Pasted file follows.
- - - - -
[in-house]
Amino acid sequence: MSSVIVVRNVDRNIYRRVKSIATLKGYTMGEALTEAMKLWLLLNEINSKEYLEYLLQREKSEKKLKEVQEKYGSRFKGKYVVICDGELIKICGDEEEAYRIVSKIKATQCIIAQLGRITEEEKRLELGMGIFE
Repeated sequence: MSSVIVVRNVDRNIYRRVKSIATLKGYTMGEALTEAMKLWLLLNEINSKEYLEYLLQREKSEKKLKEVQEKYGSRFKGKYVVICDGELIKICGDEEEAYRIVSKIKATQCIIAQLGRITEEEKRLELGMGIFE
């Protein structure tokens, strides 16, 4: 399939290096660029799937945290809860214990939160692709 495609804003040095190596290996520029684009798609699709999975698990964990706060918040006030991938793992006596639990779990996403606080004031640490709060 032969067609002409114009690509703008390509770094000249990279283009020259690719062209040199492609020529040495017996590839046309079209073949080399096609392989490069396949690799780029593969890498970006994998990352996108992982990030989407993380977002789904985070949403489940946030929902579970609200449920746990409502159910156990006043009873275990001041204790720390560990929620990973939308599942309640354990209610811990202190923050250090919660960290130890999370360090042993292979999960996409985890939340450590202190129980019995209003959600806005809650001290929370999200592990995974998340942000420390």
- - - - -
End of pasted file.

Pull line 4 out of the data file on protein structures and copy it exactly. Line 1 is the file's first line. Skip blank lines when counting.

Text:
């Protein structure tokens, strides 16, 4: 399939290096660029799937945290809860214990939160692709 495609804003040095190596290996520029684009798609699709999975698990964990706060918040006030991938793992006596639990779990996403606080004031640490709060 032969067609002409114009690509703008390509770094000249990279283009020259690719062209040199492609020529040495017996590839046309079209073949080399096609392989490069396949690799780029593969890498970006994998990352996108992982990030989407993380977002789904985070949403489940946030929902579970609200449920746990409502159910156990006043009873275990001041204790720390560990929620990973939308599942309640354990209610811990202190923050250090919660960290130890999370360090042993292979999960996409985890939340450590202190129980019995209003959600806005809650001290929370999200592990995974998340942000420390």